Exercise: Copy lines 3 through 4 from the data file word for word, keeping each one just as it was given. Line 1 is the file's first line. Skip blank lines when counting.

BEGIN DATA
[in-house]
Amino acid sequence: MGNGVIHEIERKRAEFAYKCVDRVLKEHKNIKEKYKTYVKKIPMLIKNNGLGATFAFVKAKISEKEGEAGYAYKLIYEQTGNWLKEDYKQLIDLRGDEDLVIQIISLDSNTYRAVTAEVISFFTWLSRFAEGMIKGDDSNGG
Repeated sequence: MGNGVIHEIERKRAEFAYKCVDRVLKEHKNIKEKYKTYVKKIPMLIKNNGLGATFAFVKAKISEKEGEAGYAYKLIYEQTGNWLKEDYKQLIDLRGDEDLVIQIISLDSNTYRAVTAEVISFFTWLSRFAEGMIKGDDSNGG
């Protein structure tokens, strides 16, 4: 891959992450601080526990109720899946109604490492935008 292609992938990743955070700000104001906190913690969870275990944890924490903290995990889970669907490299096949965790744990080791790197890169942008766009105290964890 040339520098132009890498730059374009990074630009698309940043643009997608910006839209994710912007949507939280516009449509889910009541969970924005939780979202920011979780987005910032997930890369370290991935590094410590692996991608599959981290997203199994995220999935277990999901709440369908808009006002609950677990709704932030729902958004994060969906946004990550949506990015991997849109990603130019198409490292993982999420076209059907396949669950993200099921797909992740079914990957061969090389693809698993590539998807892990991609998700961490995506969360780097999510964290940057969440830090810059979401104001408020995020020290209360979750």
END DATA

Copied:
Repeated sequence: MGNGVIHEIERKRAEFAYKCVDRVLKEHKNIKEKYKTYVKKIPMLIKNNGLGATFAFVKAKISEKEGEAGYAYKLIYEQTGNWLKEDYKQLIDLRGDEDLVIQIISLDSNTYRAVTAEVISFFTWLSRFAEGMIKGDDSNGG
């Protein structure tokens, strides 16, 4: 891959992450601080526990109720899946109604490492935008 292609992938990743955070700000104001906190913690969870275990944890924490903290995990889970669907490299096949965790744990080791790197890169942008766009105290964890 040339520098132009890498730059374009990074630009698309940043643009997608910006839209994710912007949507939280516009449509889910009541969970924005939780979202920011979780987005910032997930890369370290991935590094410590692996991608599959981290997203199994995220999935277990999901709440369908808009006002609950677990709704932030729902958004994060969906946004990550949506990015991997849109990603130019198409490292993982999420076209059907396949669950993200099921797909992740079914990957061969090389693809698993590539998807892990991609998700961490995506969360780097999510964290940057969440830090810059979401104001408020995020020290209360979750």